Visit the website for more information.


Australian Food Labelling Review: Respond by May 14

Posted in Seeking by Kate Archdeacon on March 26th, 2010

Source: Climate Action Calendar


Image: allaboutgeorge via flickr CC

Australian food labelling is currently under review. The initial round of submissions closed in November last year. Although the review was only open for one month and received minimal publicity 6000 people responded to it. The Review panel has released an Issues Consultations Paper along with 39 questions for the next round.

Unfortunately the paper brushes off concerns about GM, irradiation and nanotechnology in food and is misleading:

  • Section 3.1 of the paper states that GM food must have a label. In fact loopholes in the current food standard means that most GM food escapes labelling.It is estimated that up to 70% of processed food contains GM ingredients. How many GM food labels have you seen?
  • Section 3.11 implies that GM, nano-technology and irradiation have no public safety concerns
  • Section 3.16 implies that labelling GM, nano-technology and irradiation will cause these technologies to be “inhibited”. This truly bizarre statement prompted MADGE (Mothers Are Demystifying GE) to issue a media release saying “If, as this review suggests, GM, nanotech and irradiation only have a future if they are hidden, consumers need to be extremely concerned.”
  • Section 2.5 lists the objectives of FSANZ, our food standards agency responsible for food labelling, as:
    • (a) the protection of public health and safety;
    • (b) the provision of adequate information relating to food to enable consumers to make informed choices; and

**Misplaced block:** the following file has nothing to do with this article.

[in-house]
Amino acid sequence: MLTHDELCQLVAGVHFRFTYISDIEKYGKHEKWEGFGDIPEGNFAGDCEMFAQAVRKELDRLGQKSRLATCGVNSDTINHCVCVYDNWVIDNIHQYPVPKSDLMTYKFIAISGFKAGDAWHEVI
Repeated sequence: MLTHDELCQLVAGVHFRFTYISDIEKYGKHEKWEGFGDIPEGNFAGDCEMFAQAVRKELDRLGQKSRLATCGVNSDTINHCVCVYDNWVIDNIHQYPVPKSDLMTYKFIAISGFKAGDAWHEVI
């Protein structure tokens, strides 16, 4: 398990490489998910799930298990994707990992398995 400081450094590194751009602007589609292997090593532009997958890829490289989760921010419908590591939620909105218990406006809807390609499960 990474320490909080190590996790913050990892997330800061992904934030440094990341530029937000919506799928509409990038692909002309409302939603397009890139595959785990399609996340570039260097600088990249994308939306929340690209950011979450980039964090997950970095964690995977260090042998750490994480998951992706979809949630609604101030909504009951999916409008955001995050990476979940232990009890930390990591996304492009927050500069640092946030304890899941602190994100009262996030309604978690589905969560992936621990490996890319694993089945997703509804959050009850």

• (c) the prevention of misleading or deceptive conduct.

It appears to be failing on all three accounts in reference to GM food, irradiation and nanotechnologies.

There are concerns that if GM food labelling does emerge it will in fact be “non-GM” labelling. This means that ordinary food would need labelling (GM free – 0% GM or non-GM – some GM contamination allowable if accidental) while GM ingredients would be seen to be the norm and so escape labelling. The costs of testing, labelling and also the liability for being sued if food labelled either “GM free” or “non-GM” is contaminated, would lie with any farmers, food manufacturers or retailers trying to produce GM free food.

Please consider putting in a submission to the labelling review. Public hearings are being held throughout Australia from March to May. Sign up to attend one.

MADGE will be studying the review and putting out suggestions. If you would like to help or have any comments on what you want to see on food labels please email info@madge.org.au


Switch Off for Earth Hour: Saturday 27

Posted in Movements by Kate Archdeacon on March 25th, 2010

Source: Climate Action Calendar


Image: Perth Skyline by EarthHourGlobal via flickr CC

Earth Hour started in Sydney, Australia in 2007. Approximately 2.2 million people and 2,100 businesses took part in the first year.  In 2008, Earth Hour involved between 50 and 100 million people in 370 cities and towns around the world, including Chicago, Toronto, Copenhagen, Dublin, Atlanta and Bangkok took part.  An independent survey found that 58 per cent of people in Australian capital cities joined in by switching off their lights.

In 2009, the concept truly went global, with Earth Hour triggering people to “switch off” all over the world – from the Eiffel Tower in Paris to Times Square in New York. Millions of people in over 4,000 towns and municipalities in 88 countries took part.  2009 was also an important year for the UN climate negotiations. In December 2009, world leaders and climate negotiators gathered at UN climate talks in Copenhagen to agree to a deal to follow the Kyoto Protocol, which Australia ratified in 2007.

Switch off your lights for an hour at 8:30pm this Saturday, March 27

Visit the website for more information on actions in Australia & around the world.


Electric Cars in Australia: MyElectricCar Website